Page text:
If an internal hemorrhoid becomes severely inflamed, it can prolapse, or fall outside of the anus. Most times it will retract on its own but there is a chance it may happen again. If it can’t easily be pushed back in, or it causes pain or bleeding, early hemorrhoid treatment by a doctor is the next step.
As previously mentioned, bleeding, discomfort, or pain in the anal region can be a sign of an inflamed hemorrhoid. However, if you’re unsure or you don’t have a history of hemorrhoids, it’s always better to be safe than sorry. Your doctor can either confirm or deny the presence of hemorrhoids and create a personalized treatment plan.
At DHC, our expert gastroenterologists specialize in the diagnosis and management of hemorrhoids in New Jersey. They use a non-invasive technique, called hemorrhoidal banding, to treat painful and uncomfortable hemorrhoids, which does not require fasting, sedation, or post-procedure care. The treatment takes fewer than 10 minutes per session and typically eliminates hemorrhoids in approximately 80 to 90% of patients. It’s important to note that hemorrhoidal banding is only used to treat internal hemorrhoids, not external hemorrhoids. Our doctors that perform hemorrhoidal banding at our convenient locations in NJ include:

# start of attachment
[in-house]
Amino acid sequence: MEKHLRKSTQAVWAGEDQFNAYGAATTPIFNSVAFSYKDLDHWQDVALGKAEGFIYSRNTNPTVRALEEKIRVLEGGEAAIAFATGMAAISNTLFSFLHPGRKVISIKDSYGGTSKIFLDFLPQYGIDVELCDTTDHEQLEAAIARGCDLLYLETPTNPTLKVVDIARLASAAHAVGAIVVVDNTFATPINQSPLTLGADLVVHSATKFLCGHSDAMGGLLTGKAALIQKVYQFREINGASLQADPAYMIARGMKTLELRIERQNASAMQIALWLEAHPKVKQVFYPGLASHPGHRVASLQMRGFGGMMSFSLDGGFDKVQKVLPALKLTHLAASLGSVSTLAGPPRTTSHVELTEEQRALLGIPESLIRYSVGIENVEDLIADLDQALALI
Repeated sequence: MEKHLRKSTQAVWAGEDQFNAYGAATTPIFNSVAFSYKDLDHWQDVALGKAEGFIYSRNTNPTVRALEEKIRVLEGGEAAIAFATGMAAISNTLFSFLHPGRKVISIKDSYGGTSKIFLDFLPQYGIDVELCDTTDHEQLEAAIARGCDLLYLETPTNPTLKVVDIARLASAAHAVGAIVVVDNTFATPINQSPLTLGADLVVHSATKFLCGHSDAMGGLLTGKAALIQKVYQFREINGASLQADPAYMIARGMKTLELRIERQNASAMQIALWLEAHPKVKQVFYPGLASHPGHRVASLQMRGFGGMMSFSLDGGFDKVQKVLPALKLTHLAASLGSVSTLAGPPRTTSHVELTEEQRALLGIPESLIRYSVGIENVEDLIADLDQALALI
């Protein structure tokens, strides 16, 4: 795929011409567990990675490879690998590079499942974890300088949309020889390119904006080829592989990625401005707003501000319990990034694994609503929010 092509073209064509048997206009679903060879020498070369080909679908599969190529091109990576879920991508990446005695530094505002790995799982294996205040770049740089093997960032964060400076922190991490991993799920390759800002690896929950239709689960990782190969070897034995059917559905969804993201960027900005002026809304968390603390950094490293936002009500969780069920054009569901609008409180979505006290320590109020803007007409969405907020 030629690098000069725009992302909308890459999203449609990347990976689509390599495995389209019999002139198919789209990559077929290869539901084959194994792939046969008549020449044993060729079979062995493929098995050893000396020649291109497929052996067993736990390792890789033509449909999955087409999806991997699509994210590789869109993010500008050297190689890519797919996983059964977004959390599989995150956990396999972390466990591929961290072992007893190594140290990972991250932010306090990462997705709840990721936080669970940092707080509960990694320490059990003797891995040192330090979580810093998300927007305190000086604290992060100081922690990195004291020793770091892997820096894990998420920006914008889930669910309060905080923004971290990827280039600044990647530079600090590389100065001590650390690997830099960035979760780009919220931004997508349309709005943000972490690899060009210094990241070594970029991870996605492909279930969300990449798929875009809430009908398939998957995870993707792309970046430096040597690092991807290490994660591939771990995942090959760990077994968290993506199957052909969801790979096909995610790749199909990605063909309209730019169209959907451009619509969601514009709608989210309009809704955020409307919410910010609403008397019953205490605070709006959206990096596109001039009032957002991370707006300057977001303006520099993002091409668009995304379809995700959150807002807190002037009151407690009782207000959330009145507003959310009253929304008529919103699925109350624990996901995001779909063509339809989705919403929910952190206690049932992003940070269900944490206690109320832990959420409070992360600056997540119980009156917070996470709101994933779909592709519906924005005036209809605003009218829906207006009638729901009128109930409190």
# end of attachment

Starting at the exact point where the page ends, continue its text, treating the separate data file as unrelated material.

If you suspect you have hemorrhoids, don’t wait to get the treatment you need. At DHC, we’re committed to providing patients with comprehensive and high-quality care for various gastrointestinal conditions, including hemorrhoids. Our team will take an in-depth look at your symptoms and determine the best treatment option based on your specific needs. If you’d like to learn more about our services or meet with an experienced gastroenterologist, schedule an appointment at your nearest location in NJ today!
At Digestive Healthcare Center, we want each patient at our three offices in New Jersey to feel confident about their digestive health. We encourage you to contact us today to make an appointment with one of our expert gastroenterologists – don’t wait to start putting your digestive health first!
Learn more about all things digestive health and wellness by checking out our recent gastroenterology blogs.
Diverticular disease and diverticulitis are related digestive health conditions that affect the large intestine (colon). With diverticular disease, small, bulging pockets develop on the lining of the colon. When these pockets become inflamed or infected, the condition is called diverticulitis. They are very common – especially after age 40 – and rarely cause problems. At […]
Many Americans like to set New Year’s resolutions to make positive lifestyle changes such as improving their diet and going to the gym. However, March is also a great time for a healthy focus, especially as the long winter season comes to an end. National Nutrition Month, sponsored by the Academy of Nutrition and Dietetics, […]
Gallstones form when bile stored in the gallbladder hardens. Your gallbladder is a small, pear-shaped organ on the right side of your abdomen, just beneath your liver. It holds a digestive fluid called bile that’s released into your small intestine. Gallstones are pebble-like pieces of concentrated bile material, typically made up of cholesterol or bilirubin […]